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An explorative study towards the chemical synthesis of the immunoglobulin G1 Fc CH3 domain
AuthorGrassi, Luigi ; Roschger, Cornelia ; Stanojlović, Vesna ; Cabrele, Chiara
Published in
Journal of Peptide Science, Hoboken, 2018, Vol. 24, Issue 12, page 1-23
PublishedHoboken : Wiley, 2018
Document typeJournal Article
Keywords (EN)Fc CH3 domain / native chemical ligation / pseudoproline / solid phase peptide synthesis
URNurn:nbn:at:at-ubs:3-10388 Persistent Identifier (URN)
 The work is publicly available
An explorative study towards the chemical synthesis of the immunoglobulin G1 Fc CH3 domain [1.21 mb]
Abstract (English)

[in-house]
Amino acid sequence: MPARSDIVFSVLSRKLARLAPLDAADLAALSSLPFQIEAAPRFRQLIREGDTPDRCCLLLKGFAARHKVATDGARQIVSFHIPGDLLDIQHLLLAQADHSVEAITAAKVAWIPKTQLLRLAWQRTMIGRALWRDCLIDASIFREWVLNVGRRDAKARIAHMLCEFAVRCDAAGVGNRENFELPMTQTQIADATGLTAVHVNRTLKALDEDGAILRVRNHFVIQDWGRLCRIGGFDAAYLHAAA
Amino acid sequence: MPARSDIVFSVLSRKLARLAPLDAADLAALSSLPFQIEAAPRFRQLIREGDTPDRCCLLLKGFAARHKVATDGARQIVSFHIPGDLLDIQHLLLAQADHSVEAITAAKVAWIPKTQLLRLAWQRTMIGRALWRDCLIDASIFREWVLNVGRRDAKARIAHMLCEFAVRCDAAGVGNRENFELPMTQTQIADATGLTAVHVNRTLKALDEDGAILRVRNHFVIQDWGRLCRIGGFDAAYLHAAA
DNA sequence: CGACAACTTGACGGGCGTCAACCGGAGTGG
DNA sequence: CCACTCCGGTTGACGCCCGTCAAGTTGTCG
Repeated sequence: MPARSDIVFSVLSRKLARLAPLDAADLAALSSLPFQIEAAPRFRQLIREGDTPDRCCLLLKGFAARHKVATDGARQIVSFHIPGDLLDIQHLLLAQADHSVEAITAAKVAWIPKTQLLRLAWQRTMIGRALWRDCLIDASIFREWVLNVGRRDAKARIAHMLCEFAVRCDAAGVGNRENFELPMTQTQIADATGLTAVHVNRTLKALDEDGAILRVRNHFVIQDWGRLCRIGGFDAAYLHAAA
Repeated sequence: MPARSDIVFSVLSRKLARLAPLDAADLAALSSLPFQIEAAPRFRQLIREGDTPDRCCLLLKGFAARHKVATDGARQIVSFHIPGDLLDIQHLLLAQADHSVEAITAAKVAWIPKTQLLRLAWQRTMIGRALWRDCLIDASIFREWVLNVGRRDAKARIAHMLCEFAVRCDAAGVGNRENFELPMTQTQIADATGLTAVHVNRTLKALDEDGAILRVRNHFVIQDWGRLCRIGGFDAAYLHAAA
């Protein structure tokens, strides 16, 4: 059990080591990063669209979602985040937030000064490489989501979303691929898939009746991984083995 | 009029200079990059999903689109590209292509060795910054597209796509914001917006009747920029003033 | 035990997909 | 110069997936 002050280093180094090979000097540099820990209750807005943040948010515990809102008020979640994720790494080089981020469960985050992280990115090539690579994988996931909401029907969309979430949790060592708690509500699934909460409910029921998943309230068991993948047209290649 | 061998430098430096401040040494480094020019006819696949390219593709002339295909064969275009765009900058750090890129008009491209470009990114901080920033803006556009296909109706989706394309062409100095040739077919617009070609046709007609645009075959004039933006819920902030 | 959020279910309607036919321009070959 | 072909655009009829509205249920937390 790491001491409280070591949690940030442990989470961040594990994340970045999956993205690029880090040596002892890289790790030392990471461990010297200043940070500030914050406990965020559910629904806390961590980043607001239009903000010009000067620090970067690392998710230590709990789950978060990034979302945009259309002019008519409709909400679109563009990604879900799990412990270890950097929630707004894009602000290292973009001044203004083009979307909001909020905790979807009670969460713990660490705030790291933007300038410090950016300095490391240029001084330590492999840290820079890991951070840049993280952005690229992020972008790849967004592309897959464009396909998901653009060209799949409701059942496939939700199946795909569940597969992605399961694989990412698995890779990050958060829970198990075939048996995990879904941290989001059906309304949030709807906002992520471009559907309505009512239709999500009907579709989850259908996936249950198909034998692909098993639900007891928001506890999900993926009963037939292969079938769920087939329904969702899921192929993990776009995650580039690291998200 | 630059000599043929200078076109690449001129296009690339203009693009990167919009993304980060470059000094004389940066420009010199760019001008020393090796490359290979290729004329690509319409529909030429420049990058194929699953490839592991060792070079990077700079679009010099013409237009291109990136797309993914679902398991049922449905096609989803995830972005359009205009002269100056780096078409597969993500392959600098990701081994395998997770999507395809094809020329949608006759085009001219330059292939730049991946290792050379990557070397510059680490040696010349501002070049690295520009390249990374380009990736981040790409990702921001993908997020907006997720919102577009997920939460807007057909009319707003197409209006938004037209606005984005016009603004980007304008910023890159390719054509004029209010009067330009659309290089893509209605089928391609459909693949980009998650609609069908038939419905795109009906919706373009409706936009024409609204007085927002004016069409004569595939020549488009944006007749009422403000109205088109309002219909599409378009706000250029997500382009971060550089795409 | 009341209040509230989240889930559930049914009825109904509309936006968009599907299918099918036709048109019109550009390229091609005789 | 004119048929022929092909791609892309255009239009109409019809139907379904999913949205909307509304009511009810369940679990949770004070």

Monoclonal antibodies, fusion proteins including the immunoglobulin fragment c (Ig Fc) CH2CH3 domains, and engineered antibodies are prominent representatives of an important class of drugs and drug candidates, which are referred to as biotherapeutics or biopharmaceuticals. These recombinant proteins are highly heterogeneous due to their glycosylation pattern. In addition, enzymeindependent reactions, like deamidation, dehydration, and oxidation of sensitive side chains, may contribute to their heterogeneity in a minor amount. To investigate the biological impact of a spontaneous chemical modification, especially if found to be recurrent in a biotherapeutic, it would be necessary to reproduce it in a homogeneous manner. Herein, we undertook an explorative study towards the chemical synthesis of the IgG1 Fc CH3 domain, which has been shown to undergo spontaneous changes like succinimide formation and methionine oxidation. We used Fmocsolidphase peptide synthesis (SPPS) and native chemical ligation (NCL) to test the accessibility of large fragments of the IgG1 Fc CH3 domain. In general, the incorporation of pseudoproline dipeptides improved the quality of the crude peptide precursors; however, sequences larger than 44 residues could not be achieved by standard stepwise elongation with FmocSPPS. In contrast, the application of NCL with cysteine residues, which were either native or introduced ad hoc, allowed the assembly of the Cterminal IgG1 Fc CH3 sequence 371 to 450. The syntheses reported here show advantages and limitations of the chemical approaches chosen for the preparation of the synthetic IgG1 Fc CH3 domain and will guide future plans towards the synthesis of both the native and selectively modified fulllength domain.

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